For what is worth, though, if you like the dual-screen format but don’t have the budget for this latest variant, the previous-gen ZenBook 14 Duos are still available in stores for as low as $1000, just don’t expect much in terms of GPU performance with those.
Finally, there are a couple of other 14-inch laptops worth getting in this class, if you can still find them in stores, such as the:
- Ryzen 7 + GTX 1650 variant of the Zephyrus G14 selling for under 1000 USD/EUR at the time of this update,
- the Intel i7 + MX550 variant of the premium Asus ZenBook 14X OLED ultrabook,
- or the affordable Ryzen 5 + MX450 configuration of the ZenBook 14 UM425, available for under $600.
You’ll find reviews for all these on the site, use the search in the top-right corner. I’ll try to update these as soon as possibly, and hopefully, they are still available at the time you’re reading this article.
The best 15″+ thin-and-light gaming laptops
This section cherry-picks the best thin-and-light no-compromise notebooks for school, work, and gaming available with full-size 15+ inch displays.
The options here offer compact, thin, and premium builds at around 2 kilos or less, high-quality screens with proper brightness, colors, and refresh rates, good-quality RGB keyboards, as well as the latest available hardware specs and features. More importantly, these options are perfectly capable of delivering on the hardware’s performance potential in demanding workloads and AAA games.
At the same time, though, most of these premium options are expensive, and you should also expect them to run warm and/or noisy with games on the highest-power profiles – these are simply compromises you’ll just have to accept when looking for powerful hardware inside small form factors.
Heads-up, I’ve only included the portable 15-inch and 16-inch gaming laptops in this selection, but this part of the guide also covers the larger 17-inch gaming ultraportables. And, if you’d rather get something more affordable or you’re willing to somewhat sacrifice on size and weight to some extent, the options in this section would most likely better fit your needs.
Let’s briefly touch on the available premium ultraportable performance laptops first, with an emphasis on premium and ultraportable, and less so on performance.
Unlike the Razer Blade or the ROG Zephyrus models that we’ll discuss in a bit, the options in this subsection are compact and lightweight all-rounders meant for daily use, school, and work activities. They’re not primarily gaming laptops, even if the mid-specced variants can still tackle most titles at mid-level resolutions and graphics settings, and some options are available with higher-tier RTX 3070Ti/3080Ti level graphics, if you can afford them.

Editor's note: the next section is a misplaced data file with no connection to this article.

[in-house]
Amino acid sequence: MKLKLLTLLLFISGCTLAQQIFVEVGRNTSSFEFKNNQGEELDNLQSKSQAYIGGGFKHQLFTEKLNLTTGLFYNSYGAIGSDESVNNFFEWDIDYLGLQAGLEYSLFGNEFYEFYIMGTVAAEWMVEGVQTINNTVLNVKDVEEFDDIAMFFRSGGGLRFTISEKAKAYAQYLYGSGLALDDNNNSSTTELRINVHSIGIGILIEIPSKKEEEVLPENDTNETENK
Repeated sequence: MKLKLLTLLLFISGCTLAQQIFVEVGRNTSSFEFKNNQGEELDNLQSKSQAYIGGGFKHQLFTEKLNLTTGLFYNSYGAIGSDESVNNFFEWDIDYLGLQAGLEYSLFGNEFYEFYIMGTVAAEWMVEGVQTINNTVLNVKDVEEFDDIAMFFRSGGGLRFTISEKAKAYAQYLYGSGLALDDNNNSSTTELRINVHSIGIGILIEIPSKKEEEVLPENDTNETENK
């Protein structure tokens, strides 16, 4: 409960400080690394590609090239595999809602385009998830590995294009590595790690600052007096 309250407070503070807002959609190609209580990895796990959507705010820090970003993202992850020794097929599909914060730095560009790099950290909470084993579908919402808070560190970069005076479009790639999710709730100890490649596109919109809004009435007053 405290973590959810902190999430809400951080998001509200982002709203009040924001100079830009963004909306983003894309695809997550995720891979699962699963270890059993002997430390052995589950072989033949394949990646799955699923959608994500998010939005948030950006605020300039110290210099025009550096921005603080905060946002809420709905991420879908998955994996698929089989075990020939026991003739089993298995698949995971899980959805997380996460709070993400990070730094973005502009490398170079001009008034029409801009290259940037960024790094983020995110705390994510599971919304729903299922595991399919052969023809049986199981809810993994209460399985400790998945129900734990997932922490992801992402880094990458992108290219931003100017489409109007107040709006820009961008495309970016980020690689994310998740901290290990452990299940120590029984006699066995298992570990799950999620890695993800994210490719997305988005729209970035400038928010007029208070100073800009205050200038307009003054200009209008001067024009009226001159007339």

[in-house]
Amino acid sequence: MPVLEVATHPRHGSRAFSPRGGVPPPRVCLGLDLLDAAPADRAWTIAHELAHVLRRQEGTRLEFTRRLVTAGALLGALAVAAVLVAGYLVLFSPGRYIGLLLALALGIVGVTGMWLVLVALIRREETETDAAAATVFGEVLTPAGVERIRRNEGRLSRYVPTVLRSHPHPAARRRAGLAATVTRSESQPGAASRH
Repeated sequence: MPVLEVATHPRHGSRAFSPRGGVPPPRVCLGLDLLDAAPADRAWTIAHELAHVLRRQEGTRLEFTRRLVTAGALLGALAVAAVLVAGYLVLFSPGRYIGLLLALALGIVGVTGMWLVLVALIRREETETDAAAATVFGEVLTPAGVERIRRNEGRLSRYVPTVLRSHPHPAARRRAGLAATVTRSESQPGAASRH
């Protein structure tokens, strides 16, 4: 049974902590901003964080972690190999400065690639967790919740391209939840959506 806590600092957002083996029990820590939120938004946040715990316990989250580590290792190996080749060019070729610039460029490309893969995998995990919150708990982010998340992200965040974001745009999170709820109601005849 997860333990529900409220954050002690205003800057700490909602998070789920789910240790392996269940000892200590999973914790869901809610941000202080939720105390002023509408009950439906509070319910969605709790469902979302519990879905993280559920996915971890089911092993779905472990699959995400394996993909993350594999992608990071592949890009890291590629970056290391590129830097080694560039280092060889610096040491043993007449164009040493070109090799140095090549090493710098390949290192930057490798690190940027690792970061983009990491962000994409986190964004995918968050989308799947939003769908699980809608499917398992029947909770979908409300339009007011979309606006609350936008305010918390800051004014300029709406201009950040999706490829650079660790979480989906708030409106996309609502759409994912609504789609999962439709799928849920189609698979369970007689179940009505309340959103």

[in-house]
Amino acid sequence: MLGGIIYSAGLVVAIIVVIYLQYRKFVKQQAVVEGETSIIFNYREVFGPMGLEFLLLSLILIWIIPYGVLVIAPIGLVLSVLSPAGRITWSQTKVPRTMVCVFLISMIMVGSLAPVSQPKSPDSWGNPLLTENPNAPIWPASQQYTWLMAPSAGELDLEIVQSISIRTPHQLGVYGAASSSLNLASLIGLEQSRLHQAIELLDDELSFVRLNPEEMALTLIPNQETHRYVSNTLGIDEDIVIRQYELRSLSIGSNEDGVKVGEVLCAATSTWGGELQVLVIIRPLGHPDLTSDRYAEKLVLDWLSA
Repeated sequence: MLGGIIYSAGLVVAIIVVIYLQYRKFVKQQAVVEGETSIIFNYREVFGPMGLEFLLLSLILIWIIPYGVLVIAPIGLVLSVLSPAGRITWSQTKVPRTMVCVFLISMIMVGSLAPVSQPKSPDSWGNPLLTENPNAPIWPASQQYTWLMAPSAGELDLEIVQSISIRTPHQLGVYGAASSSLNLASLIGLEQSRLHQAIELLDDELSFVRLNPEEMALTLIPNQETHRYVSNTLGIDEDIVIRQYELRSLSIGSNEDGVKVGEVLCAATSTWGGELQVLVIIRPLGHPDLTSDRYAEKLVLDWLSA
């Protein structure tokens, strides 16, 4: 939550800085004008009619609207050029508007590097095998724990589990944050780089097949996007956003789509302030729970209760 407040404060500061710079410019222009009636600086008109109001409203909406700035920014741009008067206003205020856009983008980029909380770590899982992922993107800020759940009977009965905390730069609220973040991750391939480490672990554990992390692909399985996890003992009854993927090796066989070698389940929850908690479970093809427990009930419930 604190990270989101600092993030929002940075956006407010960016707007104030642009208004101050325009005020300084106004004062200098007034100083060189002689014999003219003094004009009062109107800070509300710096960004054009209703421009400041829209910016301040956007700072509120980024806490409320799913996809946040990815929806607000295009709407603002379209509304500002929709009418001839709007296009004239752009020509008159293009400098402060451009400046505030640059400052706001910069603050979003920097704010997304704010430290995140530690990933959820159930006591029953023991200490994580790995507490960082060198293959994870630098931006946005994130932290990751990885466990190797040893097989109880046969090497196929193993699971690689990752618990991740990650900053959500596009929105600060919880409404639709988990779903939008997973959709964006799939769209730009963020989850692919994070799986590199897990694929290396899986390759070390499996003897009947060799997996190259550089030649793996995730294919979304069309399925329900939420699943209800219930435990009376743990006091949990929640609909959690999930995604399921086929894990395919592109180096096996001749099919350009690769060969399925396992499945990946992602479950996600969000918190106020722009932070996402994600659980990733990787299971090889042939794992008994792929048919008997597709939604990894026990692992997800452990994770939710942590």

We’re not going to get in-depth on all these options here, instead, I’ll list them (alphabetically) with links to our available reviews and analysis:
- Apple Macbook Pro – Apple silicon, 16.2″ Liquid XDR miniLED screen, aluminum unibody construction, 99 Wh battery, starts at 2.15 kg / 4.7 lbs;
- Asus ZenBook Pro – Core or Ryzen hardware with RTX 3050Ti graphics, 15.6″ UHD OLED touchscreens, slim and lightweight aluminum construction, up to 96 Wh battery, from 2 kg / 4.4 lbs;
- Asus ZenBook Pro Duo – Core H hardware and RTX 3070 graphics, dual-screens with OLED main screen and matte touch second Screen, all-metal build, 71 Wh battery, starts at 2.5 kg / 5.4 lbs ;
- Dell XPS 15 and 17 – Core H hardware and up to RTX 3060 MQ graphics in the XPS 17, multiple screen and configuration options, up to 97 Wh battery, starts at 1.85 kg / 4.1 lbs for 15-inch, 2.2 kg / 4.8 lbs for 17-inch;
- Lenovo ThinkPad X1 Extreme – Core H hardware and up to RTX 3080Ti graphics with vapor-chamber cooling, multiple screen and configuration options, ThinkPad looks, features and construction, 90 Wh battery, starts at 1.9 kg for non-touch version;
- Lenovo Legion Slim 7 – Core H hardware and up to Nvidia 3070 graphics, QHD+ 165Hz screen, metal build, 99 Wh battery, starts at 2.2 kg /4.8 lbs;
- MSI Prestige 15 – Intel P28 hardware and up to Nvidia 3050TI MQ graphics, FHD or UHD screen option, metal lightweight build, 82 Wh battery, starts at 1.7 kg /3.7 lbs;
- HP Envy 16 – Core H hardware and up to Nvidia RTX 3060 graphics, QHD 120Hz screen, aluminum build, 2x TB3, 83 Wh battery, starts at 2.3 kg /5.1 lbs;
Keep in mind that given the portable and slim form factor of these notebooks, the thermal design plays a crucial role in the way these perform with games and demanding loads, and I suggest carefully looking into detailed reviews to figure out what to expect from each of them. Follow the links for our in-depth reviews and coverage, and get in touch in the comments section at the end if you have any questions.
Asus ROG Zephyrus G15/G16/M16 and ROG Flow X16 lineups
With those out of the way, let’s tackle the real gaming ultraportables. We’re going to start with the ROG models, as these are right now the best-balanced products in the niche, and we’ll discuss the other brands further down.
Asus offer the ROG Flow X16, ROG Zephyrus M16, and ROG Zephyrus G15 models in this class. Here’s a quick summary of the three, with links to our detailed reviews for each of them: